Shoulder Flashes worn on the uniforms of Waterloo Regional Police Officers.

Fleet

Waterloo Regional Police Cruisers

Currently in use:

Marked cruisers are white, with hood, trunk lid, front and rear quarter panels and bumpers painted navy blue. The words Waterloo Regional Police appear in white retroreflective text with a navy blue outline. A distinct solid red line curves from the front, through to the rear of the vehicle, with the motto "People Helping People" and "911" on the rear quarter panel. A series of white horizontal stripes appear above and below the curved red stripe. The crest of the police service appears on the rear pillar as well. A Canadian flag in addition to any special designations for the vehicle, such as "Supervisor", "Traffic", "Duty Officer" are displayed on the front fender. On the rear of the cruiser, the text "Waterloo Regional Police" is displayed on the left side of the trunk lid, and the vehicle number and divisional designation (where applicable) on the right side. On the bumper appears the police service website (wrps.on.ca), along with the Crime Stoppers tip-line number encompassed by retroreflective chevrons. Affixed to the roof is a red and blue LED light bar, as well as several antennas for communication and GPS.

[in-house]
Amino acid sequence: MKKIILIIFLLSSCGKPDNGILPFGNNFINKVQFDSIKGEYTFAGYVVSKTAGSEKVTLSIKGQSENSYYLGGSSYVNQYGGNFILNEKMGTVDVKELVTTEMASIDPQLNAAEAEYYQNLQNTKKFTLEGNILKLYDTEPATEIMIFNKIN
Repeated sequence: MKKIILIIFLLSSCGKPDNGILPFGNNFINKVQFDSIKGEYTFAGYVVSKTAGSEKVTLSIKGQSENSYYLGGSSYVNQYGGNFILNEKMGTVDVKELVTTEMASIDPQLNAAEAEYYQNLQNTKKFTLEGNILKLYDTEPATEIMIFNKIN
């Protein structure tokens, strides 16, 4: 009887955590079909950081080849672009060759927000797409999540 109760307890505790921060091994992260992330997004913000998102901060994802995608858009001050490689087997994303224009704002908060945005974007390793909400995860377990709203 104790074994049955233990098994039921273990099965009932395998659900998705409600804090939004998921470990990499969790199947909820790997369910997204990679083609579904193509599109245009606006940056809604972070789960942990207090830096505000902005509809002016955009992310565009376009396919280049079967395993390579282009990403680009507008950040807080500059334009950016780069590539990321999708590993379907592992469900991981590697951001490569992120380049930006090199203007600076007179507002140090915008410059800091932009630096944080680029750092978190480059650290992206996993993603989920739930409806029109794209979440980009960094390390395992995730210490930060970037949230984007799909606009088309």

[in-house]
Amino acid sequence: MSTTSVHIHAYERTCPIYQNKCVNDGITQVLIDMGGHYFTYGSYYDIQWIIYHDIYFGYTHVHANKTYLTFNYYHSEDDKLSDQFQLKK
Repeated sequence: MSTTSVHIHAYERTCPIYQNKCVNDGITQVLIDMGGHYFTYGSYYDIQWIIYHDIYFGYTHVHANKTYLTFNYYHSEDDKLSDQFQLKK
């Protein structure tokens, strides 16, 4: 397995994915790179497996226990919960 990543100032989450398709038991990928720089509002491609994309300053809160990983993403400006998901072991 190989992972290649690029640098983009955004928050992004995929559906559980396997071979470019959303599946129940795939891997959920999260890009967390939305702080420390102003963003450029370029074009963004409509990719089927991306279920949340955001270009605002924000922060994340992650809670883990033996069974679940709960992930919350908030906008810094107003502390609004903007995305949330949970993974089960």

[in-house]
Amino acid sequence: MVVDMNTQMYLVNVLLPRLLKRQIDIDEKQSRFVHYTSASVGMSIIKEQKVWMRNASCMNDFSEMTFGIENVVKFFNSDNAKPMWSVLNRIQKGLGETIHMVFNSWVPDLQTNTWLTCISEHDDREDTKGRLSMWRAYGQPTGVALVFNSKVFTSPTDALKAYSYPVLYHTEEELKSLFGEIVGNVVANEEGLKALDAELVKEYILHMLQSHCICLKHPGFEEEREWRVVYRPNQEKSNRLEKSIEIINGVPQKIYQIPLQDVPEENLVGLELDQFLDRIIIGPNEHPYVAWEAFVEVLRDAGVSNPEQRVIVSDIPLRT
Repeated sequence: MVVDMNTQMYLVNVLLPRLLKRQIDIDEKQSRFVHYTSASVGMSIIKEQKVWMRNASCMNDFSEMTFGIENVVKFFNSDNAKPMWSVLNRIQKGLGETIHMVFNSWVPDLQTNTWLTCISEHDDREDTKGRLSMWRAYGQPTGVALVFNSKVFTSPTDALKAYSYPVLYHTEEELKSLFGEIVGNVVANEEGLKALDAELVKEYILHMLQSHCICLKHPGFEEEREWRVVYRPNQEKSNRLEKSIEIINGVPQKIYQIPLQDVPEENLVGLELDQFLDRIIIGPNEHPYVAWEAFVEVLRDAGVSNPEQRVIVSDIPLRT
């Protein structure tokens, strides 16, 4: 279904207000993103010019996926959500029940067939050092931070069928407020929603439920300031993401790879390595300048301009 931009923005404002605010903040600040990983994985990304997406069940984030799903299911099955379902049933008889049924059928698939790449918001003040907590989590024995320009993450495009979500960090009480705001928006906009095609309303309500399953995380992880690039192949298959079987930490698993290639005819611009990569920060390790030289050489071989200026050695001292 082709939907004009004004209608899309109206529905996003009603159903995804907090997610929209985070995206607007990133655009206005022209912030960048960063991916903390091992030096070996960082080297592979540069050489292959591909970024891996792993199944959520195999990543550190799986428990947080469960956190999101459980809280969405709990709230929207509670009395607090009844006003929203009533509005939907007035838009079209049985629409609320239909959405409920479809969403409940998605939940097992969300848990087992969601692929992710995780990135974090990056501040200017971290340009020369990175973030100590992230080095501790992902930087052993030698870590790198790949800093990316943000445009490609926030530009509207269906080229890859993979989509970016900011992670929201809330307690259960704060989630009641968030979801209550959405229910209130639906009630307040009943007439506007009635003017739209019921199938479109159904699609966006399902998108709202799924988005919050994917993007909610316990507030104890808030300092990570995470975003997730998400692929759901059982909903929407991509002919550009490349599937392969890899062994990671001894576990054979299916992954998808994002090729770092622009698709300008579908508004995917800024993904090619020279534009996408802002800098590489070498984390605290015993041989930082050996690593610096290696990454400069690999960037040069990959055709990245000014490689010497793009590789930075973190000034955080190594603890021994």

The WRPS Traffic Branch also employs marked "stealth" cars, which features the same markings, except in a retroreflective black-on-black design.

Previously:

New Fleet Cars

2013 Ford Taurus

Officer Ranks

The rank structure used by the WRPS is defined by regulations of Ontario's Police Services Act.

  • Chief of Police (Crown and three maple leaves)
  • Deputy Chief (Crown and two maple leaves)
  • Superintendent (Crown)
  • Inspector (Two maple leaves)
  • Staff Sergeant (Crown and three chevrons)
  • Sergeant (Three chevrons)
  • Constable

The Waterloo Regional Police Service does not use the ranks of Staff Superintendent or Staff Inspector.

Auxiliary Unit

The Waterloo Regional Police Service also has an auxiliary unit, composed of approximately 75 unpaid civilian volunteers.[2] Auxiliary Officers assist with special events, parades, as well as community programs.

See also

References

External links